Earlier this year, Chancellor Rishi Sunak made his budget announcement with a somewhat mixed amount of news for savers and savers
no major differences were reported to the tax system. However, changes or lack of such included a freeze on the inheritance tax (IHT) limit, which is set to remain in effect for the next five years.
While this may not seem like a measure that deserves immediate attention, without proper financial planning and considering the impact of the freeze, there is a risk that people will exceed allowances in the next few years.
In July 2021 alone, £ 570 million was paid in IHT, the highest amount in a single month since HM Revenue and Customs began keeping records.
This was partly due to an increase in IHT property after a year of record rises in house prices and the sustained rebound in equity markets. Coupled with the freeze, taxpayers may face record bills in the years to come that could catch up with them.
In line with the trend, a record £ 2 billion estate tax was paid between April and July 2021, according to data released last month1.
The impact of Covid-19 remains to be seen, and HMRC said it was too early to say whether the pandemic resulted in families making additional wealth transfers over the past year.
The latest figures released for the 2018/19 tax year showed 1,190 people in Scotland contributed to a total income tax bill totaling £ 233 million – an average of £ 195,798.32 each.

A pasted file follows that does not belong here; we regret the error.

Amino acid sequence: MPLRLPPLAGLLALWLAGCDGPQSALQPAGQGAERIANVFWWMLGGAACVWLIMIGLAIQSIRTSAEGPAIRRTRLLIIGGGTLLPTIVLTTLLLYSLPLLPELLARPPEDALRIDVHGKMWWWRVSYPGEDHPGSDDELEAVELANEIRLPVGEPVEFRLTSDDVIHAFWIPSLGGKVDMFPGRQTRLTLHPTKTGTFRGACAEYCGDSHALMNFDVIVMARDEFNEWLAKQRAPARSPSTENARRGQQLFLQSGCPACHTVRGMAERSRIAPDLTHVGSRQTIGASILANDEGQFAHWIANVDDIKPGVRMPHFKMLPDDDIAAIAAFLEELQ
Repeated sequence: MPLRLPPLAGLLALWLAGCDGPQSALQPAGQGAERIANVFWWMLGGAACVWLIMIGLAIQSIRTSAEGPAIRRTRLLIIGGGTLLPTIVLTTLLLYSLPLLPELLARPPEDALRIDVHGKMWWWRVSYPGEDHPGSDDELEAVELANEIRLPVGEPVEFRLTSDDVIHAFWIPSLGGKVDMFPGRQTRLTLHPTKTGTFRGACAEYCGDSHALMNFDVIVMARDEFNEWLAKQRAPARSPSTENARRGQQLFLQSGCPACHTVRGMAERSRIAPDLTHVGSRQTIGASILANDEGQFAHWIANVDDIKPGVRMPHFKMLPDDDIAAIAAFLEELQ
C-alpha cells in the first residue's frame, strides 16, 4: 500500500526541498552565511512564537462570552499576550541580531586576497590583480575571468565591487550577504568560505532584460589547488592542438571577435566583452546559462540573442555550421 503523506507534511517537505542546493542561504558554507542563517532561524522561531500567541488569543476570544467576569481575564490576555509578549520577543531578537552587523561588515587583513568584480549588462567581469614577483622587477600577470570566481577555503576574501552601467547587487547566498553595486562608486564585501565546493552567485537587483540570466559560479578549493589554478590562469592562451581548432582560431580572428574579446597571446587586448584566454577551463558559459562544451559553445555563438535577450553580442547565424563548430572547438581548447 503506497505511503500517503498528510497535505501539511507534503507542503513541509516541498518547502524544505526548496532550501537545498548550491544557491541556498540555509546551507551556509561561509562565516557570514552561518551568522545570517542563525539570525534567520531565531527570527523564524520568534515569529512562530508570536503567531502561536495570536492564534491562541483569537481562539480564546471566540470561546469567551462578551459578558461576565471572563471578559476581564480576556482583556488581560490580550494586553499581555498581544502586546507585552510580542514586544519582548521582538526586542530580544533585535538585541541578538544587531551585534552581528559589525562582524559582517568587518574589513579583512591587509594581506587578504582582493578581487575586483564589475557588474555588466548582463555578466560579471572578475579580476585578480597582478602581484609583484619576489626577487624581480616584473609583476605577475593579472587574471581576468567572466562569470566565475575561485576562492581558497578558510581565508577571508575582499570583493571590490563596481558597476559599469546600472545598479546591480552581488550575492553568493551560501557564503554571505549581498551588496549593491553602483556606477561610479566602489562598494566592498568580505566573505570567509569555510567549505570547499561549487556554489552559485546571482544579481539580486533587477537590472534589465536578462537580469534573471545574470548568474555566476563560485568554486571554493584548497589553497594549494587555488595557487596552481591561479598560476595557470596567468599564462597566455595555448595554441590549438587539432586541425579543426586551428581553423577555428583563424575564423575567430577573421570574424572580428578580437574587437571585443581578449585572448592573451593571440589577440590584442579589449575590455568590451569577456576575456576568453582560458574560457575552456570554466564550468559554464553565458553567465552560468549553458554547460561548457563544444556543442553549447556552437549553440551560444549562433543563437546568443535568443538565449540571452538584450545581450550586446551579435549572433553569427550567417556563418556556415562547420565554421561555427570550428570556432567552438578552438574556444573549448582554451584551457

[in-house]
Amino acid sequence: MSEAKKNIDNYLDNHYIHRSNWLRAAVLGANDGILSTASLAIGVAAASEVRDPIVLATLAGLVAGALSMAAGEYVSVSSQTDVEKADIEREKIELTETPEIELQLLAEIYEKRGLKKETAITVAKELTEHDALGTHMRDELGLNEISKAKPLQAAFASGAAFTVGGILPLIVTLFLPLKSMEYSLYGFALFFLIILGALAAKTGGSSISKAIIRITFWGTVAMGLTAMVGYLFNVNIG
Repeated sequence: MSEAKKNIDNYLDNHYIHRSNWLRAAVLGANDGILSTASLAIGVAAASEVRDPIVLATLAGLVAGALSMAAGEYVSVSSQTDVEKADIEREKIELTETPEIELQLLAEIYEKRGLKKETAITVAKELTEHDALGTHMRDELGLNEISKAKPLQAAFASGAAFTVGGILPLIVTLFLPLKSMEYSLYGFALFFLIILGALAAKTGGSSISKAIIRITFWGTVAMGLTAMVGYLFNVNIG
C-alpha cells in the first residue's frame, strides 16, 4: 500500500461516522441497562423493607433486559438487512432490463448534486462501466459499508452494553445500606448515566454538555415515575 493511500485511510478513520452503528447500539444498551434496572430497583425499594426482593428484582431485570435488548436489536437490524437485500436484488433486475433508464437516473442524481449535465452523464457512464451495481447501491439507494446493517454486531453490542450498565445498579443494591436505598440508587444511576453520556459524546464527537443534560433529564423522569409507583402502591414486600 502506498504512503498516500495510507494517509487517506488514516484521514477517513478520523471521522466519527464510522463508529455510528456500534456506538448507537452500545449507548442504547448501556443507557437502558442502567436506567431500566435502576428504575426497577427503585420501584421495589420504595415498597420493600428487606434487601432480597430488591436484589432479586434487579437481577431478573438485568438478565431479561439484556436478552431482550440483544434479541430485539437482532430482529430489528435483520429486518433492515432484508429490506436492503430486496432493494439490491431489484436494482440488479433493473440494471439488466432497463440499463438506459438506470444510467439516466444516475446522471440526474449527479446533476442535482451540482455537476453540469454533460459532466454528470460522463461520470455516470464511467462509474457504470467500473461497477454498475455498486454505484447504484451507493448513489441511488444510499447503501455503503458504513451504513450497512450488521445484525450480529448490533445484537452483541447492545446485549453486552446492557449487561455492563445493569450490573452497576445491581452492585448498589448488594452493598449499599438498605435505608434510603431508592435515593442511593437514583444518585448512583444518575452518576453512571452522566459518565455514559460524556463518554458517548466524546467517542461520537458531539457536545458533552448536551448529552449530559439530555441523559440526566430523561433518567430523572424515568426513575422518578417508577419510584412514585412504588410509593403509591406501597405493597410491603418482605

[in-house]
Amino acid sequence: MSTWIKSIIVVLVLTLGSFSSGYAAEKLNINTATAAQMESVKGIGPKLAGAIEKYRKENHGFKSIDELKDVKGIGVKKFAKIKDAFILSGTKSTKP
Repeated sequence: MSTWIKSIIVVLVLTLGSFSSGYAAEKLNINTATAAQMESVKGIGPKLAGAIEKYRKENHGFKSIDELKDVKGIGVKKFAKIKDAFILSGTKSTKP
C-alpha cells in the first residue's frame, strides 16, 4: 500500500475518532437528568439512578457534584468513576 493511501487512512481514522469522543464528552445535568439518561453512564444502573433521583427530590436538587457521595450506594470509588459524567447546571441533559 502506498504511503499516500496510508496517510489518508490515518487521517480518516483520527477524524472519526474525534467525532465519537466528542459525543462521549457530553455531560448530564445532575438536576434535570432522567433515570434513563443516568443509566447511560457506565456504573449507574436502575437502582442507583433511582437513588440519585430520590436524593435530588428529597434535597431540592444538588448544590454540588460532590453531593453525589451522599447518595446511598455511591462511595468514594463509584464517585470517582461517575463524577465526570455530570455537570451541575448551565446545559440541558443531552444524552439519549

Across the UK, the average payment increased 6 percent year over year, and that pattern could continue.
Two IHT allowances are now frozen until the start of the 2026 tax year: the £ 325,000 zero rate – which was set in April 2009; and the zero resident rate of £ 175,000. While these allowances appear generous, any significant or even moderate increase in the value of an estate could cause problems without families noticing.
For example, an estate currently valued at £ 750,000 – which would not exceed the zero rate for a married couple – could realistically grow to £ 957,000 over the next five years, based on a 5% annual growth rate.
Planning ahead will be key to managing future IHT liabilities. If you think there might be a problem with your estate, first get an overview and seek professional advice from a financial planning team and tax specialist.
There are a number of options and actions that should be considered as part of a financial plan, but what the best path forward might be will depend on individual circumstances.
However, assessing your potential future growth will help you first get an overview of your current situation.
Depending on the risk profile of your investments, you can use a benchmark number as an estimate and, for real estate investments, look at recent sales of similar properties in the same neighborhood or request a formal valuation.
It’s important to remember that this estimate is used as a guide only – real estate markets and stock prices can be volatile and unpredictable. We’ve seen that firsthand over the past 18 months.
Along with a financial planner, you can choose to go the free gift route, invest in specific products that provide relief, create a trust, alternative investments, or simply ensure that you are maximizing all annual exemptions.
However, there are different risk profiles to consider and these options may not be suitable for all.
The most important thing is to talk about IHT while having the opportunity to come up with a plan and then review your situation annually from then on. Legislation could still change, but based on the current lockdown schedule, there is a risk that your family could face a significant unexpected bill.
IHT cannot affect you now, but it could become a serious factor in the future if forgotten.
Daniel Hough is a financial planner at Brewin Dolphin.